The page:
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BCS Facilities Roundup – January 2020

A highlight of the new and ongoing facilities projects across college athletics.

Football

Louisville is making several game day and fan experience improvements to Cardinal Stadium before the upcoming 2020 football season. Improvements include construction of a Fan Zone, boosted Wi-Fi access, seat re-coating process, and significant parking improvements for tailgating. Construction on these new amenities will begin in the spring.

Tennessee provided a preview of the new lockers being installed for football players over the next few weeks.

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San Diego State’s Board approved a $350M deal to purchase the Missouri Valley stadium site from the city of San Diego in hopes to turn the area into a modern multi-use stadium, public park, and a research and education hub. The school hopes to finish construction of a 35,000 seat stadium by the 2022 college football season. The plans also include 4,600 residential units, 80 acres of parks and open space, 1.6 million square feet of office and research space, 400 hotel rooms, 95,000 square feet of campus retail and 13,192 parking spaces beyond the stadium.

Basketball

University of Idaho broke ground on a new fully dedicated basketball arena which is slated to be complete in 2021. The new arena, entitled the Idaho Central Credit Union Arena, will also host lectures, concerts, conventions, and other special events. Construction of the new stadium will also include a practice gym, lockers, conference facilities, and coaches’ offices.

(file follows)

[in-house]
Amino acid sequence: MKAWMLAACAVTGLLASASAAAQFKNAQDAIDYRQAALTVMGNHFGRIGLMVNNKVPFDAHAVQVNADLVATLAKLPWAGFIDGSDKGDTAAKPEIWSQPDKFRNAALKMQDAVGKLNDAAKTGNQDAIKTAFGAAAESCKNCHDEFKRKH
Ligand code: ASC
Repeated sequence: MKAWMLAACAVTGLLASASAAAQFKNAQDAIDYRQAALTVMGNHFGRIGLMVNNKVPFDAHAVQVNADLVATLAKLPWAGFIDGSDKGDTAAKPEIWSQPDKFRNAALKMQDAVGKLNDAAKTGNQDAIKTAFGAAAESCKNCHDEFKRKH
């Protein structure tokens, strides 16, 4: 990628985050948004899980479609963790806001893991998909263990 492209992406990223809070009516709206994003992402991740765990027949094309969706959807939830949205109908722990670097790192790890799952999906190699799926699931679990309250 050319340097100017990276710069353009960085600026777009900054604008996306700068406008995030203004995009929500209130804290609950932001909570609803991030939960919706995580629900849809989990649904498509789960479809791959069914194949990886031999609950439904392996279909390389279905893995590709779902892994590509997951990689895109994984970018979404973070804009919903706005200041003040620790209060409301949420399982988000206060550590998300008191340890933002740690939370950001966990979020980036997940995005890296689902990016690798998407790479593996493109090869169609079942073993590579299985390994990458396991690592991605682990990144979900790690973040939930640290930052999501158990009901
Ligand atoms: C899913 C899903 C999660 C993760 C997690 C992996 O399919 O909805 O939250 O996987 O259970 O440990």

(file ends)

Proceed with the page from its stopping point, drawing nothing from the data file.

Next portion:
Georgia Tech’s athletic department announced forthcoming renovations to the Women’s Basketball locker rooms. The department also highlighted upcoming plans to update their football stadium’s LED lighting and renovations of their baseball stadium.

Oregon’s Knight Arena will be getting a facelift before the end of December 2020. The improvements include a new three-story expansion, branding update, improved locker rooms and weight rooms, and also new meeting rooms. The source of funding for the new amenities is a donor gift, and the construction is being handled by Phil Knight’s private contracting company.

Baseball and Softball

As previously highlighted, Russ Chandler Stadium at Georgia Tech will have upcoming renovations.

UNLV is making several upgrades to Earl E. Wilson Stadium (baseball) and Eller Media Stadium (softball). The baseball stadium will receive chair back seats, a shade structure, and new padding behind home plate. The softball stadium will have the addition of a new player’s lounge, upgraded perimeter fencing, and enhanced lighting. When asked about the facility upgrades, UNLV Athletic Director Reed-Francois stated “We are committed to keeping local talent here to play for the Rebels and facilities are essential to that.”

LSU Softball conducted a grand opening of their new softball training facility named the Mike Moore Performance Center at Tiger Park. “The Mike” comes complete with an indoor regulation infield. The indoor infield includes custom, motorized netting surrounding the entire surface and allows the team to participate in full infield, hitting, slapping or pitching drills regardless of weather conditions outside.